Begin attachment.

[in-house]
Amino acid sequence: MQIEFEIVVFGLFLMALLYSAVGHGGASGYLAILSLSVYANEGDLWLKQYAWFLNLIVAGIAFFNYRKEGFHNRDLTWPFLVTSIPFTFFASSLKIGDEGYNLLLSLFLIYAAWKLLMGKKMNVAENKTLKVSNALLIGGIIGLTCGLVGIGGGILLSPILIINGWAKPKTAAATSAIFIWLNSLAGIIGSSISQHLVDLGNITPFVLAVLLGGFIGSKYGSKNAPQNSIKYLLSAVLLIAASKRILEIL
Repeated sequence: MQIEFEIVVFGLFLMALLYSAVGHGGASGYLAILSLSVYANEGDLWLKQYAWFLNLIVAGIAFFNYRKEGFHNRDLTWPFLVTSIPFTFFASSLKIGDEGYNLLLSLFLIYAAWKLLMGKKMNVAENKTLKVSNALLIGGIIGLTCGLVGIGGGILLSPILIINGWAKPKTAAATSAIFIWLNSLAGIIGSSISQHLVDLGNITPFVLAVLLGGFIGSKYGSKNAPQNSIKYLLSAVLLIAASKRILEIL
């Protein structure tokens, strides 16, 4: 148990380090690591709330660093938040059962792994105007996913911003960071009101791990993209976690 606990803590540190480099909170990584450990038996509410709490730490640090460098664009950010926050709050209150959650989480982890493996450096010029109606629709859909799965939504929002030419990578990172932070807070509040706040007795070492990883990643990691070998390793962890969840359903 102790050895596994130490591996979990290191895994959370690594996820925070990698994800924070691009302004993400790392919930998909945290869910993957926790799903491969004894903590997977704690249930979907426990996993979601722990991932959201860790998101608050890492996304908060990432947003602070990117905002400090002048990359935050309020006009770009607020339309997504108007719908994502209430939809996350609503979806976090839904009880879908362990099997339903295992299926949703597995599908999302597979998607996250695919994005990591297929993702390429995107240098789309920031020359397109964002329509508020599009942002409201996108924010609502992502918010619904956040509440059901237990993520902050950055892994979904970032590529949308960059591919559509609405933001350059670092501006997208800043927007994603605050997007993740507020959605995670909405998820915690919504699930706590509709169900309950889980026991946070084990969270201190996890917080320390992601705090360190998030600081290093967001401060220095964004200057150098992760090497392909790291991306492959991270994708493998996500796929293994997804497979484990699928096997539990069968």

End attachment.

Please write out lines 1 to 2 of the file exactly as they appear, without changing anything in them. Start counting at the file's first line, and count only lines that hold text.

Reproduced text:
[in-house]
Amino acid sequence: MQIEFEIVVFGLFLMALLYSAVGHGGASGYLAILSLSVYANEGDLWLKQYAWFLNLIVAGIAFFNYRKEGFHNRDLTWPFLVTSIPFTFFASSLKIGDEGYNLLLSLFLIYAAWKLLMGKKMNVAENKTLKVSNALLIGGIIGLTCGLVGIGGGILLSPILIINGWAKPKTAAATSAIFIWLNSLAGIIGSSISQHLVDLGNITPFVLAVLLGGFIGSKYGSKNAPQNSIKYLLSAVLLIAASKRILEIL